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Police Commander Says More Than 50 Afghan Officers Captured By The Taliban


Afghan security forces keep watch at a checkpoint in Maidan Wardak Province. (file photo)

Taliban forces have captured more than 50 members of the country's security forces in the central province of Maidan Wardak , a senior police commander told RFE/RL's Radio Free Afghanistan.

Colonel Mustafa Mayar, the chief police commander in Maidan Wardak, said on June 27 that the Afghan security officers were captured during a night of heavy fighting in the province.

He said two districts, Chak and Sayed Abad, had fallen into the hands of the Taliban despite what he described as strong resistance by Afghan forces.

"Around 30 Afghan National Police in Sayed Abad and 26 others in Chak have also been captured by the enemy," Mayar said in an interview with RFE/RL.

There was no immediate comment from the Afghan government.

Taliban spokesman Zabiullah Mujahed claimed on Twitter that Taliban fighters had detained 190 soldiers in Sayed Abad.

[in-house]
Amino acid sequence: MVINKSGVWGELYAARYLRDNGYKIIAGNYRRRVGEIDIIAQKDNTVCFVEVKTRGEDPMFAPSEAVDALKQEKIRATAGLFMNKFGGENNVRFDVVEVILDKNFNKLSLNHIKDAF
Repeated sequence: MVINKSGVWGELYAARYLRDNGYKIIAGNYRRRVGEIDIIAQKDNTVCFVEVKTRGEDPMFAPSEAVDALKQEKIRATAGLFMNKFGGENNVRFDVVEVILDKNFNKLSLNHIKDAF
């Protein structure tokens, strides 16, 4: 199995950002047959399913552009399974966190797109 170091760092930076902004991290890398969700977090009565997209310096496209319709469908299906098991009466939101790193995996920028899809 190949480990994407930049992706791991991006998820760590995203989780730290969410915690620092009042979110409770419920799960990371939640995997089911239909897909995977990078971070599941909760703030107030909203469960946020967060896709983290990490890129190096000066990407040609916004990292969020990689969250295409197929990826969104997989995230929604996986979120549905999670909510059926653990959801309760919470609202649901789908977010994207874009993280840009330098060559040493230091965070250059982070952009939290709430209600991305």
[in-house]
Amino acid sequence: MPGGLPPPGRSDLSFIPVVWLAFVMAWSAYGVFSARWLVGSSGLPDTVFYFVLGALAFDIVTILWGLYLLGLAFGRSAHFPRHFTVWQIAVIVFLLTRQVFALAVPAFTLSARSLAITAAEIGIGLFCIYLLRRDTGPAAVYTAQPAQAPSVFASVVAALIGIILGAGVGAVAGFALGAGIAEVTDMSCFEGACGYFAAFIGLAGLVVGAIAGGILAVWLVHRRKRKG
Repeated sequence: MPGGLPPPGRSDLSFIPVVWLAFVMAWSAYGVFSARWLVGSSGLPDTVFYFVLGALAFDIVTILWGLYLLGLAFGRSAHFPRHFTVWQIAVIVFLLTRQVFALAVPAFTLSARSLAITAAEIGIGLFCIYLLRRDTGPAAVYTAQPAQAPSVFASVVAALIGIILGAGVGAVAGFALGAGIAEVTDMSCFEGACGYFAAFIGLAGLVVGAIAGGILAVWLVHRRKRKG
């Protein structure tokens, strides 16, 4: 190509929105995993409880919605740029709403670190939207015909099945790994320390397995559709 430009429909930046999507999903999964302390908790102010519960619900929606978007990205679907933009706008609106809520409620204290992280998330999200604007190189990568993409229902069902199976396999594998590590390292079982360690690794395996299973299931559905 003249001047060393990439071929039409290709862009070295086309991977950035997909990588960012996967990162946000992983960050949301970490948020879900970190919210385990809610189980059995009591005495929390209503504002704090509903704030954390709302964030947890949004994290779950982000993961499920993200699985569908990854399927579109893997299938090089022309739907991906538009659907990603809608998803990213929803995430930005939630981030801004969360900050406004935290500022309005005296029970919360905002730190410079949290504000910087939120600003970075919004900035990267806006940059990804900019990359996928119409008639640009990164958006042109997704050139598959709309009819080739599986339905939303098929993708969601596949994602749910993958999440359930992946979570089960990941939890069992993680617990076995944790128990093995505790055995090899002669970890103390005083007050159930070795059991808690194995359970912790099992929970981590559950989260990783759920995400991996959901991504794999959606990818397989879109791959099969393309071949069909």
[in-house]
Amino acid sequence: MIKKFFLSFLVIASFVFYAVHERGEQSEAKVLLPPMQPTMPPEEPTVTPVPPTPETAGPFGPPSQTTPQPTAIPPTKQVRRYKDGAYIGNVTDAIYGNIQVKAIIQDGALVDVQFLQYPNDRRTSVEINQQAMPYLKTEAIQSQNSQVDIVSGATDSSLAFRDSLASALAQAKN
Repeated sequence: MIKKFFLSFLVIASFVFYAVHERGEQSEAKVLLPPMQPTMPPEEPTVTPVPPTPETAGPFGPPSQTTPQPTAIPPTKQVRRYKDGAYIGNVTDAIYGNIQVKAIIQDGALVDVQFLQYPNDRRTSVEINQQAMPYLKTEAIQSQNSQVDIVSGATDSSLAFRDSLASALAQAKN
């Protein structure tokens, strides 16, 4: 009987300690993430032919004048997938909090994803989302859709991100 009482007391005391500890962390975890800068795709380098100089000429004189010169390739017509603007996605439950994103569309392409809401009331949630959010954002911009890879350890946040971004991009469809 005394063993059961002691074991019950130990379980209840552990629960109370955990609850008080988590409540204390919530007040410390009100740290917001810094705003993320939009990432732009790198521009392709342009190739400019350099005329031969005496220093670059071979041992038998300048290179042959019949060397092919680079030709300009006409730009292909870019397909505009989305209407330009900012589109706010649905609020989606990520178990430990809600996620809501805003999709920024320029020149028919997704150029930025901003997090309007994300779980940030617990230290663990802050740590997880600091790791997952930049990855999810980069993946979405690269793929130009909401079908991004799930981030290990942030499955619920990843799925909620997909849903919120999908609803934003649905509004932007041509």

The militant group has taken control of dozens of districts from government forces in recent weeks, raising concerns that the Western-backed government in Kabul and the battered Afghan security forces may collapse after U.S.-led international forces withdraw from Afghanistan by a self-imposed September 11 deadline.

The UN special envoy on Afghanistan, Deborah Lyons, said on June 22 that the Taliban has taken more than 50 of the country’s 370 districts since May, warning that increased conflict "means increased insecurity for many other countries, near and far."

The Afghan Defense Ministry called the fall of the districts a tactical retreat and said that it had recaptured more than 10 districts from the insurgents in recent days.

U.S. President Joe Biden told Afghan President Ashraf Ghani and Abdullah Abdullah, the head of the Afghan High Council for National Reconciliation, at the White House on June 25 that "Afghans are going to have to decide their future."

But Biden vowed that "we’re going to stick with you and we’re going to do our best to see to it you have the tools you need.”

Ghani said Washington's decision to withdraw “has made everybody recalculate and reconsider” as the partnership between the United States and Afghanistan enters a new phase.

Peace talks between Afghan government officials and the Taliban, launched in Qatar in September 2020, largely broke off when Biden announced the pullout of U.S. forces by September 11 following a May 1 deadline the previous U.S. administration had agreed with the Taliban.

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